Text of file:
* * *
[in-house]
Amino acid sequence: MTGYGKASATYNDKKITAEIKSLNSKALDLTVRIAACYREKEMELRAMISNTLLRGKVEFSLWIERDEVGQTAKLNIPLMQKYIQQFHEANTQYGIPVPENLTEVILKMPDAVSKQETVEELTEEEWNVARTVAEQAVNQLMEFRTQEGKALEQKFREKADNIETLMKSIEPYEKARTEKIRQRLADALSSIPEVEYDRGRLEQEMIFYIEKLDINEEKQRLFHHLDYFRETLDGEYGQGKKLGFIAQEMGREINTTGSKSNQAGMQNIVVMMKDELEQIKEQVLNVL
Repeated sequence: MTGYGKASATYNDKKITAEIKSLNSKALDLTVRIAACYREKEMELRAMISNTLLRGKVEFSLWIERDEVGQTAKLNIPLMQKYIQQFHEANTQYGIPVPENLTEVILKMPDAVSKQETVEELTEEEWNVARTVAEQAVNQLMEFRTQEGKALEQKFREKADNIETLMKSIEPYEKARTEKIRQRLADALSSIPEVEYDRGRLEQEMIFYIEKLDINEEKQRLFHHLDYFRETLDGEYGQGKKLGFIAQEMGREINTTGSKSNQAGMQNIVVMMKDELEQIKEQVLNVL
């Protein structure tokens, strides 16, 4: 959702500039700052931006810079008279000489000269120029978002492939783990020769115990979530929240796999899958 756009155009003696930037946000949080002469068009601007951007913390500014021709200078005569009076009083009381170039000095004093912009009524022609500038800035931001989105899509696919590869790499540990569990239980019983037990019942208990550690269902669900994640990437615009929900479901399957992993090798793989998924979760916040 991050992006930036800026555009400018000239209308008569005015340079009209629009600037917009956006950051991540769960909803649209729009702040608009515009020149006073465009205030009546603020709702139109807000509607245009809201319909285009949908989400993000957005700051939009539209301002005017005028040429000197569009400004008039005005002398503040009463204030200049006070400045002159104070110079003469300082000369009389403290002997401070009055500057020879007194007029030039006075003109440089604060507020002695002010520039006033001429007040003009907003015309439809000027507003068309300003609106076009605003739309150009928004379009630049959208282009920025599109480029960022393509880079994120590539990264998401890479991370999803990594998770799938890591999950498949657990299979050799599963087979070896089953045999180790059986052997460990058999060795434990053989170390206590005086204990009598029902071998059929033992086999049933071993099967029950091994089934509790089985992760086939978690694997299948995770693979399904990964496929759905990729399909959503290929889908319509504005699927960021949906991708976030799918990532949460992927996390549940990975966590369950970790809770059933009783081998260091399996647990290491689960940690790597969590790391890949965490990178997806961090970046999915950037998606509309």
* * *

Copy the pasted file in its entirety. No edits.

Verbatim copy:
[in-house]
Amino acid sequence: MTGYGKASATYNDKKITAEIKSLNSKALDLTVRIAACYREKEMELRAMISNTLLRGKVEFSLWIERDEVGQTAKLNIPLMQKYIQQFHEANTQYGIPVPENLTEVILKMPDAVSKQETVEELTEEEWNVARTVAEQAVNQLMEFRTQEGKALEQKFREKADNIETLMKSIEPYEKARTEKIRQRLADALSSIPEVEYDRGRLEQEMIFYIEKLDINEEKQRLFHHLDYFRETLDGEYGQGKKLGFIAQEMGREINTTGSKSNQAGMQNIVVMMKDELEQIKEQVLNVL
Repeated sequence: MTGYGKASATYNDKKITAEIKSLNSKALDLTVRIAACYREKEMELRAMISNTLLRGKVEFSLWIERDEVGQTAKLNIPLMQKYIQQFHEANTQYGIPVPENLTEVILKMPDAVSKQETVEELTEEEWNVARTVAEQAVNQLMEFRTQEGKALEQKFREKADNIETLMKSIEPYEKARTEKIRQRLADALSSIPEVEYDRGRLEQEMIFYIEKLDINEEKQRLFHHLDYFRETLDGEYGQGKKLGFIAQEMGREINTTGSKSNQAGMQNIVVMMKDELEQIKEQVLNVL
């Protein structure tokens, strides 16, 4: 959702500039700052931006810079008279000489000269120029978002492939783990020769115990979530929240796999899958 756009155009003696930037946000949080002469068009601007951007913390500014021709200078005569009076009083009381170039000095004093912009009524022609500038800035931001989105899509696919590869790499540990569990239980019983037990019942208990550690269902669900994640990437615009929900479901399957992993090798793989998924979760916040 991050992006930036800026555009400018000239209308008569005015340079009209629009600037917009956006950051991540769960909803649209729009702040608009515009020149006073465009205030009546603020709702139109807000509607245009809201319909285009949908989400993000957005700051939009539209301002005017005028040429000197569009400004008039005005002398503040009463204030200049006070400045002159104070110079003469300082000369009389403290002997401070009055500057020879007194007029030039006075003109440089604060507020002695002010520039006033001429007040003009907003015309439809000027507003068309300003609106076009605003739309150009928004379009630049959208282009920025599109480029960022393509880079994120590539990264998401890479991370999803990594998770799938890591999950498949657990299979050799599963087979070896089953045999180790059986052997460990058999060795434990053989170390206590005086204990009598029902071998059929033992086999049933071993099967029950091994089934509790089985992760086939978690694997299948995770693979399904990964496929759905990729399909959503290929889908319509504005699927960021949906991708976030799918990532949460992927996390549940990975966590369950970790809770059933009783081998260091399996647990290491689960940690790597969590790391890949965490990178997806961090970046999915950037998606509309």